During a speech on regulation at the University of Missouri School of Law last week, US Securities and Exchange Commissioner, Hester Peirce, also known as “Crypto Mom”, said that United States regulators should be careful about how they approach cryptocurrency regulations. She believes the delays in creating and enforcing regulation have allowed the industry more freedom to grow and develop independently.
She said that entrepreneurs’ imaginative approaches to solving problems benefits society, and that same society welcomes those innovations “that make our lives easier, more enjoyable, and more productive”. In the financial industry, entrepreneurship and innovation do not always evoke the positive response found in other sectors, those traits “do not always face such a warm reception” in the financial world.
“Entrepreneurs trying to start something new are often much more focused on that new thing than on how it fits into a regulator’s dog-eared rulebook,” she said. “Regulators, for their part, tend to be skeptical of change because its consequences are difficult to foresee and figuring out how it fits into existing regulatory frameworks is difficult”.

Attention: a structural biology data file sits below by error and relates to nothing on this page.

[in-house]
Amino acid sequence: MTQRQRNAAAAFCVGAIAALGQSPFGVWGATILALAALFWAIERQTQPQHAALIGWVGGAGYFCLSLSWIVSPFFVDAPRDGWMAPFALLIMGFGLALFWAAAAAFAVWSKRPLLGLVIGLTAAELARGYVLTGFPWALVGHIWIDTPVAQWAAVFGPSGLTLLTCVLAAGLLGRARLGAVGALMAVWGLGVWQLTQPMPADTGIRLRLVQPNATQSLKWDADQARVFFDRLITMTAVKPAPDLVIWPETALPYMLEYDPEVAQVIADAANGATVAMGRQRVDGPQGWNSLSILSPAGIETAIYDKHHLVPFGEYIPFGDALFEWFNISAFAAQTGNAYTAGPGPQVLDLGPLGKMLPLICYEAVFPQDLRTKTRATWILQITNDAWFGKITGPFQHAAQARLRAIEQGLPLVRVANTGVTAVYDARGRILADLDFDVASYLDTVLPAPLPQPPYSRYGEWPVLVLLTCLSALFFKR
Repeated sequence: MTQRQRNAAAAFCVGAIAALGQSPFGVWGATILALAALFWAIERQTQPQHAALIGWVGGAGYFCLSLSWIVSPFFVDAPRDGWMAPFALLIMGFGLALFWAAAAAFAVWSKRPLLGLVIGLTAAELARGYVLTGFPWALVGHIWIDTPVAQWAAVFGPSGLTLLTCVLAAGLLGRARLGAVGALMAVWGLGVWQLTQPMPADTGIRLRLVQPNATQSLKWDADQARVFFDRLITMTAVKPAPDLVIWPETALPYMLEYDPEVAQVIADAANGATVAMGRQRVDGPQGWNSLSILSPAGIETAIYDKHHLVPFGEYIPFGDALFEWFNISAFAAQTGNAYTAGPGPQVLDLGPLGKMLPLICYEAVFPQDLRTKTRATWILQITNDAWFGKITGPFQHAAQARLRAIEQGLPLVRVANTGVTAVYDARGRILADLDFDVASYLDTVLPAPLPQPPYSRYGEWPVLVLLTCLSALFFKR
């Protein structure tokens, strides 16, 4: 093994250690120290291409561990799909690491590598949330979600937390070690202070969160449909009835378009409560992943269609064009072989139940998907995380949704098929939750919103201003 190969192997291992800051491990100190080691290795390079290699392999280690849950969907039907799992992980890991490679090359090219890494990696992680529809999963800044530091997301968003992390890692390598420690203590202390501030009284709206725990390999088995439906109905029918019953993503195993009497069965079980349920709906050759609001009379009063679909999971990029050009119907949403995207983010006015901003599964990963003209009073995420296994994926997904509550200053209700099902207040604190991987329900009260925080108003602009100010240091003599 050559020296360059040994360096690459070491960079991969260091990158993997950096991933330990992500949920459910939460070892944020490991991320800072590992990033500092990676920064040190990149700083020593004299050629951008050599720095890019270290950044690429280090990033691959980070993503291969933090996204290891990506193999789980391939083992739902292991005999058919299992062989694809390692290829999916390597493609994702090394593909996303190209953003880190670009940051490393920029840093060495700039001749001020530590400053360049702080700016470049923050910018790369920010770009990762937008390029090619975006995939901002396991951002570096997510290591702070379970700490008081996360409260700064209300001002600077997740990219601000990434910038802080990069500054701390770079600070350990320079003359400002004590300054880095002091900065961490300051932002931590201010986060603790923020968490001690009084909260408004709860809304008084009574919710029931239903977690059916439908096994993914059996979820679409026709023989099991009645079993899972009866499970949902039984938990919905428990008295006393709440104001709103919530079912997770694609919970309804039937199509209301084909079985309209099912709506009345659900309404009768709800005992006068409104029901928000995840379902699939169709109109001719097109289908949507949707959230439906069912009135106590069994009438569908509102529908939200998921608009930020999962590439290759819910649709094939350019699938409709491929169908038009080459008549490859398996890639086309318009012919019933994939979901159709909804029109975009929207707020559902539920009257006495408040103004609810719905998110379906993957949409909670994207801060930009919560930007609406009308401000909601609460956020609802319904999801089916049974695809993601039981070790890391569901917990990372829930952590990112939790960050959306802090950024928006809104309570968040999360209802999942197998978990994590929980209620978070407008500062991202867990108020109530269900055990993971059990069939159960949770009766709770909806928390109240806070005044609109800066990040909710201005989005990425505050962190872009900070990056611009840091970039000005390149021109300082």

Get The Regulations Right So Innovators Can Innovate
Peirce believes that “ambiguity is not all bad” and that the delays in regulatory clarity may allow “more freedom for blockchain technology to grow and projects to mature”. However, she did suggest that the industry might already be facing over-regulation, and that companies in the space have struggled to make progress because the securities laws already in existence make them “unworkable”.
She says that it is not the job of the regulators to determine the merit of any given investment opportunity but rather to ensure that they get regulations right so that innovators and entrepreneurs can spend time making better products, providing better services and revolutionizing the way we interact with one another.
“Technological progress in the financial industry offers the same mix of hope, promise, and risk that technological progress in other parts of our society offers,” she stated. “As regulators, therefore, we must allow innovation to proceed, even as we put in reasonable safeguards and watch for unanticipated consequences”.
She did emphasise that these were her own opinions and that they “do not necessarily represent those of the Securities and Exchange Commission” or her “fellow Commissioners”.